Two: All Palestinians in Gaza are Hamas. They are not people with their own response to conditions in Gaza, where the water is largely undrinkable and electricity only works a few hours a day, unemployment is at 44 percent and, as the LA Times‘ Ann M. Simmons reportedback in February, “breakfast for some schoolchildren is a cup of hot water flavored with a dash of salt.” All protesting Palestinians are Hamas, cynical and bloodthirsty and the cause of any conflict. Thus, when unarmed people are killed by sniper fire, the Post has prepared you with a label for those people: “nominal civilians.”
Three: It’s OK for Israel to kill protesters. The Post suggests the appropriate response to Monday’s massacre is relief, since if Israel “had allowed thousands of Palestinians to pour across toward nearby Israeli communities, the bloodshed could have been much greater.” In other words, Israel would’ve killed more of them.
And let’s call it three and a half: Those who object to Israel’s lethal and illegal actions are mindless robots. That’s the unhidden subtext of a line like, “On cue, condemnations of the government of Benjamin Netanyahu poured in.”
If and when you have absorbed these concepts, then when Israeli Deputy Minister Michael Oren tells the CBC that the sole purpose of the protests was to “break the fence and kill Israelis and destroy our country,” that might make sense to you; after all, it’s what the Washington Post suggested too. Though you might be left to consider whether the Posteditorial board likewise shares Oren’s view that journalists who ask questions about Israel’s actions are responsible for the bloodshed.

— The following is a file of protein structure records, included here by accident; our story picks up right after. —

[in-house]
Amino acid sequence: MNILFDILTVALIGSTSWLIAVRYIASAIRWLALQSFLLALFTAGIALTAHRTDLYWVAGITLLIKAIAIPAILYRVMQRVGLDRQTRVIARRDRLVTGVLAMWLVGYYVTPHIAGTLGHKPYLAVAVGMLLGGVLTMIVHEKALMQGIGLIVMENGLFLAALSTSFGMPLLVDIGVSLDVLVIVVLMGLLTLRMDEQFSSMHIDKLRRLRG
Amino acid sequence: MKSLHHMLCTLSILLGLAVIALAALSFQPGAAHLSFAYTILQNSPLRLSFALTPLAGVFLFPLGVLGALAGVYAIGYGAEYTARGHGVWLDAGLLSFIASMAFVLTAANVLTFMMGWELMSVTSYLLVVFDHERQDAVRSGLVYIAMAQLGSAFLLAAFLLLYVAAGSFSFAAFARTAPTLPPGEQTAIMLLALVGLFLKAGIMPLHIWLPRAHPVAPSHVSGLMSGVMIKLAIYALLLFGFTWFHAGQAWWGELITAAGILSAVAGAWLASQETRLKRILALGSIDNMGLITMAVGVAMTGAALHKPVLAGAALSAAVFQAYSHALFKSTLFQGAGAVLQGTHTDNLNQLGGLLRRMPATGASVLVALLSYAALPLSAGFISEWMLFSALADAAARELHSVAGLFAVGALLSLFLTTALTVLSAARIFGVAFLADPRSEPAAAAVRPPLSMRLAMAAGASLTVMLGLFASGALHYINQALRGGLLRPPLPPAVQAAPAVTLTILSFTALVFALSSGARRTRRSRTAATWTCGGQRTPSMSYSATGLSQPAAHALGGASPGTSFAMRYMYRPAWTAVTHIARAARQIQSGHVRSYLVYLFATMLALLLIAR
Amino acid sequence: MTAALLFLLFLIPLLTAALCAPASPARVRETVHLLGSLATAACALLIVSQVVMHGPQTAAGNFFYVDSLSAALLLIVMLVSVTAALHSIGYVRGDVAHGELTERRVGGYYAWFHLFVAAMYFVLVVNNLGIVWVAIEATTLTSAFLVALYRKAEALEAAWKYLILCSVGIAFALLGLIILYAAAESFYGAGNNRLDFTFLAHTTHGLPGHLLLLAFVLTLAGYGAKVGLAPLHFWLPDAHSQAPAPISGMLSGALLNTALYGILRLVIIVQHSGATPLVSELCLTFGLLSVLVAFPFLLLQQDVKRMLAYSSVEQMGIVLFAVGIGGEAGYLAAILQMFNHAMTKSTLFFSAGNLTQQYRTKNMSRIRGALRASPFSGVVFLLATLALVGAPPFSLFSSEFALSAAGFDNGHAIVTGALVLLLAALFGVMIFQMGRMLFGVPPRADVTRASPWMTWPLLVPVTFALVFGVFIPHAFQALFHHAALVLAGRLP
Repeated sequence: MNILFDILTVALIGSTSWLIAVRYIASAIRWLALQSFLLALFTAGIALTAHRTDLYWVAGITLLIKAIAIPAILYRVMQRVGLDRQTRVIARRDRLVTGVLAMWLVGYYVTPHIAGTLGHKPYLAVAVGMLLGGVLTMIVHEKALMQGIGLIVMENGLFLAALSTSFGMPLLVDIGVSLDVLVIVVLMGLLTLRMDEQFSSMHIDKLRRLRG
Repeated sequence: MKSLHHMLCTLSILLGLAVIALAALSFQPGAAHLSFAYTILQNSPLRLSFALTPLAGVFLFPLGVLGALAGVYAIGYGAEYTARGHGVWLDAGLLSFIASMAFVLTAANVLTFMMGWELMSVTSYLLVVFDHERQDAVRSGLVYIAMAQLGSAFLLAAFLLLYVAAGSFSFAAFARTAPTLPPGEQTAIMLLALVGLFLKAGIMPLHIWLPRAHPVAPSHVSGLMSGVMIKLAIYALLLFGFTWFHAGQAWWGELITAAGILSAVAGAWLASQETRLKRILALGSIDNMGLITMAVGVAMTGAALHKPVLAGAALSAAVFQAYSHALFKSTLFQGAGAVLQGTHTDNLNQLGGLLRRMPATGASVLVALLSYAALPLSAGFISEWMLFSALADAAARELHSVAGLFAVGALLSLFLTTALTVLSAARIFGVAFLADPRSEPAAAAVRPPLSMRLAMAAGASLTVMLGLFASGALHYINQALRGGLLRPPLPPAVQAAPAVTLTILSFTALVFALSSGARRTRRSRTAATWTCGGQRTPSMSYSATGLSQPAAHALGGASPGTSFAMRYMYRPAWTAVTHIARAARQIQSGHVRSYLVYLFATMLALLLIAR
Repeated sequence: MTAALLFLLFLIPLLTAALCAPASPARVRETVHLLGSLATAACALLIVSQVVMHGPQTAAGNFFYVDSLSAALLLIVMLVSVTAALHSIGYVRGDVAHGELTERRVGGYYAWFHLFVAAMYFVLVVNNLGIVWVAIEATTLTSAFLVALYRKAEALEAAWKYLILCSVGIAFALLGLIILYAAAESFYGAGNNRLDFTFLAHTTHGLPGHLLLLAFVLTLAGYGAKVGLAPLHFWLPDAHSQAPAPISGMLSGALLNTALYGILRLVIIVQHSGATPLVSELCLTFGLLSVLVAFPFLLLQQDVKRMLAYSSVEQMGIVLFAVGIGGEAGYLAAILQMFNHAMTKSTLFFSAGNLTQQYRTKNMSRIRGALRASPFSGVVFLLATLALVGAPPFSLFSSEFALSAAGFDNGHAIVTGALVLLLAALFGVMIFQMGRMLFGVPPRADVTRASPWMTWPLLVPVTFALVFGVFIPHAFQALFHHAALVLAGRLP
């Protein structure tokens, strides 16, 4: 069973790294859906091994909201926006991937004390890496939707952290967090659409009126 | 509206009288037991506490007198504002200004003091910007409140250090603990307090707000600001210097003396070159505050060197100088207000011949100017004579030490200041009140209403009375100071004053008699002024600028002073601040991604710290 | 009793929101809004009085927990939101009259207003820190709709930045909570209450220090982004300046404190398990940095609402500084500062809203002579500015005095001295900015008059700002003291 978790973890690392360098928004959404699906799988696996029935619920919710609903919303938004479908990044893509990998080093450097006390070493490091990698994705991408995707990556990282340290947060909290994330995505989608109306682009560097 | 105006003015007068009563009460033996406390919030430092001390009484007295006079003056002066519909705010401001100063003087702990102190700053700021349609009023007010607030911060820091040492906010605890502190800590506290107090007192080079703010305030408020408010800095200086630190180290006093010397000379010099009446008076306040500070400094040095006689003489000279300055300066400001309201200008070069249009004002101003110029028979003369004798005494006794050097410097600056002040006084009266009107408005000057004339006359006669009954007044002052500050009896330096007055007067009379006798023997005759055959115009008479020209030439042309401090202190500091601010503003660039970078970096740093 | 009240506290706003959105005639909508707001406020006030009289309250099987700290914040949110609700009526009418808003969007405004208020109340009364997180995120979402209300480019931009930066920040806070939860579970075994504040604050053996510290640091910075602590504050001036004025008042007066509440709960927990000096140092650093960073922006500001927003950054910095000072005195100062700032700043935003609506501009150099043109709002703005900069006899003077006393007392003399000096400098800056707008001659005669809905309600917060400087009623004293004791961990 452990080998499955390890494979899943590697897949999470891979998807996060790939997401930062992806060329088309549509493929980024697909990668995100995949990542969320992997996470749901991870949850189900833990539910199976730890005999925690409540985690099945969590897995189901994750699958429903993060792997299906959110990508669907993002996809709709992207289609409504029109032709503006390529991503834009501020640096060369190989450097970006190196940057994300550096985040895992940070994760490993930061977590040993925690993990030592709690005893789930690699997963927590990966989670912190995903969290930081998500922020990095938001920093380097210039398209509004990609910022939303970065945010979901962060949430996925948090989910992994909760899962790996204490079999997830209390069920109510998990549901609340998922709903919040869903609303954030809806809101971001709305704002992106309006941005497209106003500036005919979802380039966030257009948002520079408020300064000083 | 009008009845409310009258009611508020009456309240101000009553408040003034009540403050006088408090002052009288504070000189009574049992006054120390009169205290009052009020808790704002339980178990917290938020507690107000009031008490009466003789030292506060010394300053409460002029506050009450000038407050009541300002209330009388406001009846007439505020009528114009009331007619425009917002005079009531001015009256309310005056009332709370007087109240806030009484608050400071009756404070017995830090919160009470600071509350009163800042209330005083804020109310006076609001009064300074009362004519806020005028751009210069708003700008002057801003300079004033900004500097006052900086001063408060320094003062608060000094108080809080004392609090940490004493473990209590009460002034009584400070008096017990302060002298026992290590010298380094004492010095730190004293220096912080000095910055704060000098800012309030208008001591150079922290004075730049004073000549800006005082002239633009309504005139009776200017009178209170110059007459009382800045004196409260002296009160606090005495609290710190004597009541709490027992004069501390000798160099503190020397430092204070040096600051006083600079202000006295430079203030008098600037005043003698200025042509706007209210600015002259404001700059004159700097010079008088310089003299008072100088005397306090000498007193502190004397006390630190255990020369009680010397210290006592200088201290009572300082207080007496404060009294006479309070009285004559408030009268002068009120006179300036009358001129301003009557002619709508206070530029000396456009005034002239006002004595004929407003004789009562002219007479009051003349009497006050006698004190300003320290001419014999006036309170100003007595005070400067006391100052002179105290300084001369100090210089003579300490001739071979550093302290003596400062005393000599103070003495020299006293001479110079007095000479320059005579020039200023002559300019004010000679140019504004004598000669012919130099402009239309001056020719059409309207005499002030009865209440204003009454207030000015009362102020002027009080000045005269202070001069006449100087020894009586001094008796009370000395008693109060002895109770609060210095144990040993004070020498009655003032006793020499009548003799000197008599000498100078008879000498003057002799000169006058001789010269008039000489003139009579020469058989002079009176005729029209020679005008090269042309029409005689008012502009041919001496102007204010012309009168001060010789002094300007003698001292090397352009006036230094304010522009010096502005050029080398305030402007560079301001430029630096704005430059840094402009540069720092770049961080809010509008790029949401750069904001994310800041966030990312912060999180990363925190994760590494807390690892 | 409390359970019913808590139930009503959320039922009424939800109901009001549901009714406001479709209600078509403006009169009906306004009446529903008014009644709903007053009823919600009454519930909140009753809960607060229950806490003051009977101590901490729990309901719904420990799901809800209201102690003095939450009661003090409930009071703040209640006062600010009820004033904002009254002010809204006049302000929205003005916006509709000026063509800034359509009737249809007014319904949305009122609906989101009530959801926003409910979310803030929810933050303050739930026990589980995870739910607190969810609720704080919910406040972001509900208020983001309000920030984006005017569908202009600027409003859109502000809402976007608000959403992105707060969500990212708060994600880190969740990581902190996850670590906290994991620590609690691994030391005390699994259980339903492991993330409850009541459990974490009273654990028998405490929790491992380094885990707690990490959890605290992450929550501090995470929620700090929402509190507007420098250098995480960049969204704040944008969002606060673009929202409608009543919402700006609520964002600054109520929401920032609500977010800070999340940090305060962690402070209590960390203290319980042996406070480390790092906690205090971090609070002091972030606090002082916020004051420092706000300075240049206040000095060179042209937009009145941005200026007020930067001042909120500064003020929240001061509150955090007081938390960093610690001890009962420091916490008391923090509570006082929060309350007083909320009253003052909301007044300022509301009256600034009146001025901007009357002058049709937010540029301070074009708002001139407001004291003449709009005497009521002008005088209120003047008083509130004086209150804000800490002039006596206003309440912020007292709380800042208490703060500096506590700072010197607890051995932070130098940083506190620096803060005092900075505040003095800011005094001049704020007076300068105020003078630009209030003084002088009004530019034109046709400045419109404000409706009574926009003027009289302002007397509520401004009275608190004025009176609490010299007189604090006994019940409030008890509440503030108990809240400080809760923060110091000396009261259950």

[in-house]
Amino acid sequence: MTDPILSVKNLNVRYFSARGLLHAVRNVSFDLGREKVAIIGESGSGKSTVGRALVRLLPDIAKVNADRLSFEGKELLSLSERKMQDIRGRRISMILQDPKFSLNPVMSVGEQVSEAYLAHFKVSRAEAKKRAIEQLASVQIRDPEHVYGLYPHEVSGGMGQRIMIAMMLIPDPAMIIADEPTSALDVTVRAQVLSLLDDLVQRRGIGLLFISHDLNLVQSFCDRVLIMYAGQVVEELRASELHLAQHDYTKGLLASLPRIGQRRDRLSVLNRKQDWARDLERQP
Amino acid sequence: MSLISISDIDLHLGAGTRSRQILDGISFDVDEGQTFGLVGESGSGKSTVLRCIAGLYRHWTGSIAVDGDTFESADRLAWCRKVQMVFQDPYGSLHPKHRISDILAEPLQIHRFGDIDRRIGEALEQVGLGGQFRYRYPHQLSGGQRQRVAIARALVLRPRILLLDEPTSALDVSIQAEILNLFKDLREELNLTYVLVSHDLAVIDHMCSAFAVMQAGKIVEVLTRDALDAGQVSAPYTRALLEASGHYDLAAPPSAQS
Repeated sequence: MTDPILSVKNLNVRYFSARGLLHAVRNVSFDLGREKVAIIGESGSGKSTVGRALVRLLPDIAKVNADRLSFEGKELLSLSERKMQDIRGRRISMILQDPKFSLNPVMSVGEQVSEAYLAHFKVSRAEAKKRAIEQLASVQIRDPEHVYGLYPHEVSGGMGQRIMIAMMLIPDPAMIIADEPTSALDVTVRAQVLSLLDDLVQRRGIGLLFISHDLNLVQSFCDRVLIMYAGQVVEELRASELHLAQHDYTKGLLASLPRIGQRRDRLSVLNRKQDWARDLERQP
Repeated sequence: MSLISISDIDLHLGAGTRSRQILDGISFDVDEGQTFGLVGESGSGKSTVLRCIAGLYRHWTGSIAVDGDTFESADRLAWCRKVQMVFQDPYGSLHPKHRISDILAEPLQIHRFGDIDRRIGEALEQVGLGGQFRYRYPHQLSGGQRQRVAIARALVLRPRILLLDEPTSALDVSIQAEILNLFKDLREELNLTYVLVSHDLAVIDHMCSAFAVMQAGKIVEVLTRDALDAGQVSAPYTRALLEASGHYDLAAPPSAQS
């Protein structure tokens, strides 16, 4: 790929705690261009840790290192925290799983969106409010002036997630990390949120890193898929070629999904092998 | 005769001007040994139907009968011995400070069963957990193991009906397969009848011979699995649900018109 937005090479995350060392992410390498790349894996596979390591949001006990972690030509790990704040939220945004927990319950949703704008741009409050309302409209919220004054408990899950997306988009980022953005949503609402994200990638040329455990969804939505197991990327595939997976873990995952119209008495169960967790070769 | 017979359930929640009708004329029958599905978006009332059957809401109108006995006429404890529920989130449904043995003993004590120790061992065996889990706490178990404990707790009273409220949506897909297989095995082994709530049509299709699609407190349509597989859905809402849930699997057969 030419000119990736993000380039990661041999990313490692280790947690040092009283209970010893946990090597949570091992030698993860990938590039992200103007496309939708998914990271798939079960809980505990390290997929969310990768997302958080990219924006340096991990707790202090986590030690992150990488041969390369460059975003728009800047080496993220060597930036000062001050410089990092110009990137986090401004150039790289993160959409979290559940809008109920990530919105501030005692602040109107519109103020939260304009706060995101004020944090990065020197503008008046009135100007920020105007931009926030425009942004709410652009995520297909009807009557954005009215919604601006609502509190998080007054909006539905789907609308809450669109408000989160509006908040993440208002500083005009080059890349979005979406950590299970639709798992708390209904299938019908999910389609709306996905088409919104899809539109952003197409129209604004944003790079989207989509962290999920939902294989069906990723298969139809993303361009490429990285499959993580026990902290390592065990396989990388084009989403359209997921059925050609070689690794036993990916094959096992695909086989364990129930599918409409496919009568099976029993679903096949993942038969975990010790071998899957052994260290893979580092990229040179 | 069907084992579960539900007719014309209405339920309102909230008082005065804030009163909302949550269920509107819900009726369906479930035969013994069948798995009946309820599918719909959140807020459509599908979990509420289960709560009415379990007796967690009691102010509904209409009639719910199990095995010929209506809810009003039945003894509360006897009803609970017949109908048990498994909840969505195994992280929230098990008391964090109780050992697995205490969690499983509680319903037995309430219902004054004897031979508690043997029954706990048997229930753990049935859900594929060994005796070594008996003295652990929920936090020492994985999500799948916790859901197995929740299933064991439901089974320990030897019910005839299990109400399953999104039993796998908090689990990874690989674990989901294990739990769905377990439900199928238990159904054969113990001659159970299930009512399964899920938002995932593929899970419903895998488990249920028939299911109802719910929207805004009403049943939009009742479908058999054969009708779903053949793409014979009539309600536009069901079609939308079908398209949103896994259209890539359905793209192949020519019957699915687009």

CounterSpin has talked about US media coverage of Gaza many times over the years. It’s not true that nothing’s changed, but it’s remarkable how much has not.
In July of 2006, we talked with James Zogby, president of the Arab American Institute, and co-founder, with James Abourezk, of the American Arab Anti-Discrimination Committee. His 1975 book Palestinians: The Invisible Victims has just been republished with Mondoweiss.
James Zogby: “You have what amounts to a prison camp. People are free to roam around the yard…but they cannot go out freely, do business and live a regular life.”
James Zogby: I think that generally the problems in the US are a function of how we have, in our broader culture, come to perceive the conflict as one being Israeli humanity confronting a problem. The problem is always seen in an objectified, not very personal, way.
We know the name of the soldier. We even had, in a couple of articles, the names of the soldiers who were killed at the checkpoint when Shalit was kidnapped. But we don’t know the names of any of the Palestinians who were victims, and have never seen stories, really, about them. And so there’s a sense of a very personal conflict that Israel is facing, versus an impersonalized political problem that Arabs have to “get over” so that Israel can live in peace.